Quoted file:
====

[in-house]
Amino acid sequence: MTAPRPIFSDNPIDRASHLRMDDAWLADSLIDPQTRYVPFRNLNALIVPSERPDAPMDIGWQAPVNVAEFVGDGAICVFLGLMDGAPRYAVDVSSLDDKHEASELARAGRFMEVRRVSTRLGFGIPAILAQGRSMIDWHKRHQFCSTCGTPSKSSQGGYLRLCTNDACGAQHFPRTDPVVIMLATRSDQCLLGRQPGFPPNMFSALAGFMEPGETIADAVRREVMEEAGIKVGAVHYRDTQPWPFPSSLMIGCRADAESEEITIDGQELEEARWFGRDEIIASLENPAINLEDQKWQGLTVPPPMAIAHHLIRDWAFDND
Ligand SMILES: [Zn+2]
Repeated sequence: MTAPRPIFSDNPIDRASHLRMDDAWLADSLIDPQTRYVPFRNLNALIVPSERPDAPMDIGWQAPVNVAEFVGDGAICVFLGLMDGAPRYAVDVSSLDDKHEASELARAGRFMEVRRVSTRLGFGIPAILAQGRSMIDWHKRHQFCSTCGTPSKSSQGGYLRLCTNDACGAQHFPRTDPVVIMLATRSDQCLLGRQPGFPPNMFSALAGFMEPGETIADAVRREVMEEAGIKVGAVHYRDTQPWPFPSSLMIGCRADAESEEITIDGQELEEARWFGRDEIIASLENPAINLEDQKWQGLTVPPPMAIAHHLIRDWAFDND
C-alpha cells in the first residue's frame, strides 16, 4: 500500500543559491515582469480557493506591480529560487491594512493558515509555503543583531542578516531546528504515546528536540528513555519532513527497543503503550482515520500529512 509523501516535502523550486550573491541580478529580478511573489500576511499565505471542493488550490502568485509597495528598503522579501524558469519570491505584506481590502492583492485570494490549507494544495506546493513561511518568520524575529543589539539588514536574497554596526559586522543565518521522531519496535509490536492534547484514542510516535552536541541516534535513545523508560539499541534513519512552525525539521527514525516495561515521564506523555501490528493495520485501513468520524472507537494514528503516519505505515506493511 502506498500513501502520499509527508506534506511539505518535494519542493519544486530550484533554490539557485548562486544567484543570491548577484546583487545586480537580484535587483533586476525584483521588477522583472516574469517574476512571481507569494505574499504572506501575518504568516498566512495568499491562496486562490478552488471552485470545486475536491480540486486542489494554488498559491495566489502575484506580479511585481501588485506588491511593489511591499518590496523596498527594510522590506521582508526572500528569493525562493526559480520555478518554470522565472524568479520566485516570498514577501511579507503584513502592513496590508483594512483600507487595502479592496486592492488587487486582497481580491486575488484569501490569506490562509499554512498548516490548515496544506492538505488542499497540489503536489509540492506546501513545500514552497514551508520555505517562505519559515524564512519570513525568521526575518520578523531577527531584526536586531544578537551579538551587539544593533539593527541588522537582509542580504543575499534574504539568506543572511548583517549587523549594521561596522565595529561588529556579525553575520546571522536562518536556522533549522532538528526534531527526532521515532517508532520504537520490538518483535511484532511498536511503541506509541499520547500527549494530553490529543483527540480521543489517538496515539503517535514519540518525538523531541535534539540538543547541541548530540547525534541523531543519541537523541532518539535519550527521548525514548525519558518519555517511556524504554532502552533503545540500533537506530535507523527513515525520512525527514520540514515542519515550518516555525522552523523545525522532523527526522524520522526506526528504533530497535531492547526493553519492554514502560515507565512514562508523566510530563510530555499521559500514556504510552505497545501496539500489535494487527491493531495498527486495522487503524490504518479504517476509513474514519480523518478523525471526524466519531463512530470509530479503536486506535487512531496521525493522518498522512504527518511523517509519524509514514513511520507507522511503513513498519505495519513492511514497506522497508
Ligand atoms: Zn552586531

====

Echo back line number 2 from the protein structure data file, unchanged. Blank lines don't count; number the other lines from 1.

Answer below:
Amino acid sequence: MTAPRPIFSDNPIDRASHLRMDDAWLADSLIDPQTRYVPFRNLNALIVPSERPDAPMDIGWQAPVNVAEFVGDGAICVFLGLMDGAPRYAVDVSSLDDKHEASELARAGRFMEVRRVSTRLGFGIPAILAQGRSMIDWHKRHQFCSTCGTPSKSSQGGYLRLCTNDACGAQHFPRTDPVVIMLATRSDQCLLGRQPGFPPNMFSALAGFMEPGETIADAVRREVMEEAGIKVGAVHYRDTQPWPFPSSLMIGCRADAESEEITIDGQELEEARWFGRDEIIASLENPAINLEDQKWQGLTVPPPMAIAHHLIRDWAFDND